By Joaquin M. Sendolo with New Narratives
MONROVIA, Liberia – On day two of the return visit of the Finnish Court trying Gibril Massquoi for war crimes the focus continued to be on whether Massaquoi escaped the safehouse in Freetown where he was under UN protection in exchange for informing on fellow combatants in Sierra Leone’s civil war.
Two witnesses in the court today claimed that “Angel Gabriel”, Massaquoi’s alleged war time alias, was in Waterside area of Monrovia during heavy fighting, commanding fighters with Sierra Leonean accents on behalf of then-President Charles Taylor in the dying days of the Liberian civil war.
“I saw Angel Gabriel many times,” said witness “X6” codenamed by the court to protect him from reprisals. “Sometimes once in a week I saw him, and he replaced Sam Bokari [another RUF commander] when he left. Benjamin Yeaten [a Taylor commander] introduced him as the commander replacing Sam Bokari.”
The witness, now 42, is a former fighter who claimed to have been recruited by General “Glassco”. He said he met Angel Gabriel at General Bokari’s house and on the war front. X6 said he stopped seeing Massaquoi when former President Taylor resigned and went into exile in Nigeria in August 2003.
The war crimes case is at a critical standpoint where the prosecution is trying to prove that Massaquoi escaped UN protection in Freetown to fight on behalf of one of the Special Court for Sierra Leone’s key suspects – President Taylor. The idea that a witness under UN protection could escape and commit war crimes in another country is a startling revelation. If the Finnish court finds that is what happened, it will have raise serious questions for the Special Court which convicted more than a dozen combatants from the Sierra Leone civil war.
“If new evidence determines that, though Massaquoi was a high-profile witness, his protection was porous—the next question would be, how wide spread was this practice?” asked Aaron Weah, an expert on transitional justice in Liberia and Sierra Leone.
“Transnational transitional justice processes can indirectly amount to a certain form of audit. Whether we like it or not, the Finnish Trial of Massaquoi is undertaking an audit of the Sierra Leone Special Court’s application of international law, particularly the practice and enforcement of its witness protection scheme. Like every audit, some transitions are determined to be legitimate and comply with the rules of audit and accounting, while others are determined to be non-compliant, violating the terms of generally accepted accounting principles. If the prosecution finds that Massaquoi witness protection scheme was violated on the watch of the Special Court monitoring, it raises a much bigger question about the Court’s integrity and how it impacted on certain outcomes.”
The first witness appeared very confident in his conviction that it was July and August 2003 that he saw Massaquoi despite defense efforts to question those dates. He told the court that Massaquoi, after LURD rebels had overtaken several areas from government forces and brought them to central Monrovia, was positioned at the old bridge connecting Vai Town and Waterside. LURD did not attack Monrovia until June 2003. He said other commanders including Generals “Salomie”, “Bull Dog” and “Michael High Grade” were also positioned in strategic places in central Monrovia while General Yeaten was at the E.J. Roye Building.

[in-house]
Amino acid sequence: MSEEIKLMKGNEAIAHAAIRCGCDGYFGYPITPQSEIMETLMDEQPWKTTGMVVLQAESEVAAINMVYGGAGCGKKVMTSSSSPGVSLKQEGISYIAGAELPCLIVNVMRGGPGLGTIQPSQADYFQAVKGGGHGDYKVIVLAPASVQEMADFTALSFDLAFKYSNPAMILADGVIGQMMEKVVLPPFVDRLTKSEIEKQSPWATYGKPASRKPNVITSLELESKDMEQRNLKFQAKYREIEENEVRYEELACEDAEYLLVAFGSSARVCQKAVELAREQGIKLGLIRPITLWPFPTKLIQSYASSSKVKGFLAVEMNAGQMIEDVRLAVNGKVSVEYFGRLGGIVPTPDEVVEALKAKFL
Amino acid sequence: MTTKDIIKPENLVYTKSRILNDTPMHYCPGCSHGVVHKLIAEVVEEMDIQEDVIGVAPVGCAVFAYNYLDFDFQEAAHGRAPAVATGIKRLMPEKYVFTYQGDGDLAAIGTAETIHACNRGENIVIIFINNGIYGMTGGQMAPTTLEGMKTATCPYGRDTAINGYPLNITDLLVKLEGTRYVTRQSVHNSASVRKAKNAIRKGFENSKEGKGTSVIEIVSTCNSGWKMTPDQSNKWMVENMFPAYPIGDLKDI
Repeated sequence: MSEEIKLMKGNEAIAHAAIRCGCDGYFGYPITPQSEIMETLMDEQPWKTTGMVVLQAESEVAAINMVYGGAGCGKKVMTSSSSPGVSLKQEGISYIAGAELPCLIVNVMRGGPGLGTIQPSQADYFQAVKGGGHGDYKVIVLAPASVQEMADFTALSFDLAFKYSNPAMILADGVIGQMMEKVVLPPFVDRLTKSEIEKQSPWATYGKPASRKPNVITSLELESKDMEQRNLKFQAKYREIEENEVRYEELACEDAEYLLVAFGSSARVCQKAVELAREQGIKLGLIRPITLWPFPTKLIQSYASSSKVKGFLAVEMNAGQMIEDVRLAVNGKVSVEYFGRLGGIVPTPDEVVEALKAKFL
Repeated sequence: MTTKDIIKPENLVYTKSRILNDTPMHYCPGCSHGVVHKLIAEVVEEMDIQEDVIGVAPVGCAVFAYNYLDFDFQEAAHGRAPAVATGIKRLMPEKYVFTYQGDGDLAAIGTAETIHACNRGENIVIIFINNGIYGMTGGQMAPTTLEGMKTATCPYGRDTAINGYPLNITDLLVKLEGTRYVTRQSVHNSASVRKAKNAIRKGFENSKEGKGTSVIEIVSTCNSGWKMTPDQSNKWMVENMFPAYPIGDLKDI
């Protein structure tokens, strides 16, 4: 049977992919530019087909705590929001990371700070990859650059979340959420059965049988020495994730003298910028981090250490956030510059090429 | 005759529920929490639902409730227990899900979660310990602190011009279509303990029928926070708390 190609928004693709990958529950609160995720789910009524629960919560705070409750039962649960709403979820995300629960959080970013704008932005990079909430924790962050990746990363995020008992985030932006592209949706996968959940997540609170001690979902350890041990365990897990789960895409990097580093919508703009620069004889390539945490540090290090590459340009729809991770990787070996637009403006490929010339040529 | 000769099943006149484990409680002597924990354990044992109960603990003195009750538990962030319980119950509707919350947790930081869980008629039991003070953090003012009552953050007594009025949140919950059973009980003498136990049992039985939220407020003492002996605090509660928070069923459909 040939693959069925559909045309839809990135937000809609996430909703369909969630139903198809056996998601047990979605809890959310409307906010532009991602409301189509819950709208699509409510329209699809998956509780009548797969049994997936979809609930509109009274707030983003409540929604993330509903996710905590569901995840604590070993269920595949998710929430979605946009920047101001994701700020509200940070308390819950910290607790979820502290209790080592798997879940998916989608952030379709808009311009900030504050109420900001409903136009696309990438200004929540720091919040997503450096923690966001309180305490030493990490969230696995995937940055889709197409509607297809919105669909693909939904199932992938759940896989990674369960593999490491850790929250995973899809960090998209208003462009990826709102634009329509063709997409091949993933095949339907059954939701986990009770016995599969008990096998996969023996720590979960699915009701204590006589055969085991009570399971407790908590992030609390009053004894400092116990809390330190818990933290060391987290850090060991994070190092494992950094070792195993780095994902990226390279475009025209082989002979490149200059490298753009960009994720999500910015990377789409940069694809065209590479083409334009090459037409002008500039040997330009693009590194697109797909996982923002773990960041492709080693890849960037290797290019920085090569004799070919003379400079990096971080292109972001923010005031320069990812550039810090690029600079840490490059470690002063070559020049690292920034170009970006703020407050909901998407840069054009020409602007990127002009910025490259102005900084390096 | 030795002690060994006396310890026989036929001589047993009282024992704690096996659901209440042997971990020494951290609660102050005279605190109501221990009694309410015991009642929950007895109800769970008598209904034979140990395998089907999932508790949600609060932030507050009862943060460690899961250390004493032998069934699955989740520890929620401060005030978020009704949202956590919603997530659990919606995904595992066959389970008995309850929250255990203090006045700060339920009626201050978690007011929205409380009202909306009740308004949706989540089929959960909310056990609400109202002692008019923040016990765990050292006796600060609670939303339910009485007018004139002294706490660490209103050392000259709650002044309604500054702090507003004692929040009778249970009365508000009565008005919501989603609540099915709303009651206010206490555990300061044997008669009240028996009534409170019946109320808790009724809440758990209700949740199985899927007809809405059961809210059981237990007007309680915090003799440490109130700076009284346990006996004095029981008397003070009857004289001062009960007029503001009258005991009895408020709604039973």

Describing the old bridge area where Massaquoi was based, the witness said he and his group were right under the bridge occupying a wide space.
“Under the bridge is a very wide space hat rocket could not even hit, and they were there cooking their dog meat and other foods,” he said in response to questions from Massaquoi’s defense lawyer Kaarle Gummerus during cross examination.
According to the witness, he came to know Angel Gabriel when he had taken over from Sam Bokari who was the head of Sierra Leonean mercenaries fighting for Taylor. In response to questions as to whether there were any other names by which the central character of this trial was known, the witness said no.
“I only knew him to be Angel Gabriel,” he said. “I was not assigned to him to know all about him. Only his Angel Gabriel name I knew and that’s what they used to call him by.”
The witness recounted that he and his commander Glassco visited Massaquoi’s based at Waterside and saw General Salomie killing a Liberian.
“When we saw that, General Glassco asked why the killing? And the killer said he was ordered by Angel Gabriel to carry on the execution,” the witness said. “The complaint was taken to General Benjamin Yeaten, but when he came, he told the soldiers to be focused because the war was going against them.”
The second prosecution witness, codenamed “X7” said he met Massaquoi on a diplomatic mission in Liberia. He said he got a truck belonging to Gibril Massaquoi and was driving it transporting RUF soldiers in Sierra Leone and at the same time goods from Sierra Leone to Liberia.
The Finnish court is in Liberia for the next two weeks. In coming days the court will prove the other key question that prompted its return to Liberia: defense allegations that prosecution witnesses were bribed to testify against Massaquoi by staff at the human rights group Global Research Justice Project.
This story is a collaboration with New Narratives as part of the West Africa Justice Research Project.